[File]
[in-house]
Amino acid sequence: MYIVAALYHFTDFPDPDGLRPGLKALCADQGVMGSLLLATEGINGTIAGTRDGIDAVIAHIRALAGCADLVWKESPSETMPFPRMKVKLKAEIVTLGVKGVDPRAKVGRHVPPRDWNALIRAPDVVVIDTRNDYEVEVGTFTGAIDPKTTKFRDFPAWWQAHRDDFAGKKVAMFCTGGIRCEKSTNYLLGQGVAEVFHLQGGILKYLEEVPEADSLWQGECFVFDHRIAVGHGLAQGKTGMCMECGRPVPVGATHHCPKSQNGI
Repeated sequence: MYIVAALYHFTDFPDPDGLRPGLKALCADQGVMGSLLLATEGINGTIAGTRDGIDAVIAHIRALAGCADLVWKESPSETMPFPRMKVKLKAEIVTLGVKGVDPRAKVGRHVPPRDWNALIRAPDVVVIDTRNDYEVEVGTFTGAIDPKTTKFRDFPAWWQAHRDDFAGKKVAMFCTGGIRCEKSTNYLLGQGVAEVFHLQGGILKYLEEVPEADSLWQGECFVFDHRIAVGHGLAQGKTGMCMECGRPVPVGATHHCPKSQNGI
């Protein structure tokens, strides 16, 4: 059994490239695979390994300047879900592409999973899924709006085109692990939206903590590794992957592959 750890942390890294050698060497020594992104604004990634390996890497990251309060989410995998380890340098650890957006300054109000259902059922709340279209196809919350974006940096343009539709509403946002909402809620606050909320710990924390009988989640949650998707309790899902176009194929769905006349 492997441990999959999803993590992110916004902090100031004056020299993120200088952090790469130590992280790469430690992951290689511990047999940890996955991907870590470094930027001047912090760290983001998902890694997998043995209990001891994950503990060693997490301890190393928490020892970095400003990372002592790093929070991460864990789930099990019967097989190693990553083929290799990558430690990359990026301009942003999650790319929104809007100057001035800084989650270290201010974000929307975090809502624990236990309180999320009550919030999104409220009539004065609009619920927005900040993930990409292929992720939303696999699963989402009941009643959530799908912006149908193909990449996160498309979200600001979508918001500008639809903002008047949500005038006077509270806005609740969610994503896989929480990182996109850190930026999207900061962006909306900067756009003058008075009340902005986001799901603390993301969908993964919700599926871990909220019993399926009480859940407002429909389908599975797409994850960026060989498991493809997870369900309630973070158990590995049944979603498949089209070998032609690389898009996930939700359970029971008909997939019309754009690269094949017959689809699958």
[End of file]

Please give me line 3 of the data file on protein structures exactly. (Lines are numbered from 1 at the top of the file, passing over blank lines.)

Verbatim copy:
Repeated sequence: MYIVAALYHFTDFPDPDGLRPGLKALCADQGVMGSLLLATEGINGTIAGTRDGIDAVIAHIRALAGCADLVWKESPSETMPFPRMKVKLKAEIVTLGVKGVDPRAKVGRHVPPRDWNALIRAPDVVVIDTRNDYEVEVGTFTGAIDPKTTKFRDFPAWWQAHRDDFAGKKVAMFCTGGIRCEKSTNYLLGQGVAEVFHLQGGILKYLEEVPEADSLWQGECFVFDHRIAVGHGLAQGKTGMCMECGRPVPVGATHHCPKSQNGI